Recovery to Resilience: Finding a Transdisciplinary Approach to Community-Based Design

  • Nick Jenisch
  • Suzanne Mobley
Keywords: Disaster recovery, public interest design, transdisciplinary, community engagement, Hurricane Katrina


As the tenth anniversary of New Orleans’ and arguably the United States’ greatest disaster came and went on August 29 this year, it is important to look critically at steps taken towards recovery in order to understand whether the massive efforts undertaken within and outside our community have led to sustainability and resilience, and to inform ongoing and future recovery and revitalization efforts. Our investigation draws from critical urban theory as defined by Brenner: “grounded on an antagonistic relationship not only to inherited urban knowledges, but more generally, to existing urban formations. It insists that another, more democratic, socially just, and sustainable form of urbanization is possible, even if such possibilities are being suppressed through dominant institutional arrangements, practices and ideologies” (Brenner 2012). The anniversary served as a celebration of resilience for local officials anxious to focus on the city’s bright future and to let talk of a recovery-based economy lay behind us. On the ground, however, commemoration provided a pivot point in the thinking of local citizens, neighborhood groups, non-profit organizations, and those that serve them. It serves as well as a locus for counter-narratives of inequity and removal, for anger at hospitals closed, schools reordered, and a hundred thousand residents permanently displaced. These challenges are not new or unique to New Orleans, but the crucible of ten years of collaborative recovery work at the level of individuals, blocks, and neighborhoods allows us to organize and practice self-critique in the face of a changing economy, re-invented school system, upended healthcare structure, and other challenges. Our perspective is shaped by witnessing a decade of top-down planning efforts, and by participating in official attempts at community engagement in recovery; some effective, some wildly ineffectual. While this work continues, now is a chance to refocus efforts towards building strong communities with equitable access to economic opportunity. It is a moment to recognize the successes and failures in the means of creating recovery to this point, with a focus on social justice and implementing changes and improvements meant to address broader and deeper problems facing our neighborhoods and the city at large.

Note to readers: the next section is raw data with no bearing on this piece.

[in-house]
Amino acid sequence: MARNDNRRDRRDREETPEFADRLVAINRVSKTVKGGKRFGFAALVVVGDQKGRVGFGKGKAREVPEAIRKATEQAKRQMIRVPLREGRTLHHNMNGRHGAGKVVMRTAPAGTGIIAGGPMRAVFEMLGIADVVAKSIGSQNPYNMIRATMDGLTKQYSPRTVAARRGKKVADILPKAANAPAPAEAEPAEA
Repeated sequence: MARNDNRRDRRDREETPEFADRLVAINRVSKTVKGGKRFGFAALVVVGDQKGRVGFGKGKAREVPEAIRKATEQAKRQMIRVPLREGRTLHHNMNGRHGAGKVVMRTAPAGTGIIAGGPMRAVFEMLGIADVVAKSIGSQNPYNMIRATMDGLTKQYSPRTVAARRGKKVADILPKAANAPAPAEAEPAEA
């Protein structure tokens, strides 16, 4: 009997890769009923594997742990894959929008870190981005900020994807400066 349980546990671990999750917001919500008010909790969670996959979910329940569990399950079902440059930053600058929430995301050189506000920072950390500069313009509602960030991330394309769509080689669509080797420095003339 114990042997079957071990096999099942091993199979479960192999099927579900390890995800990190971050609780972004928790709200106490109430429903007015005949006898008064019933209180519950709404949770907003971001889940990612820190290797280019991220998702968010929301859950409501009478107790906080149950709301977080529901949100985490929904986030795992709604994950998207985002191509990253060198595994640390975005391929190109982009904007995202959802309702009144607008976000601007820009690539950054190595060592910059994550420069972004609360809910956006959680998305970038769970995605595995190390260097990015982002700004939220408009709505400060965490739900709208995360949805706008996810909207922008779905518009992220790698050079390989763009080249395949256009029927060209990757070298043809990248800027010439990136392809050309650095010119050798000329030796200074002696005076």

How to Cite
Jenisch, N., & Mobley, S. (2016). Recovery to Resilience: Finding a Transdisciplinary Approach to Community-Based Design. Conjunctions. Transdisciplinary Journal of Cultural Participation, 2(2), 99-116.
Peer Reviewed Research Articles: Theme Section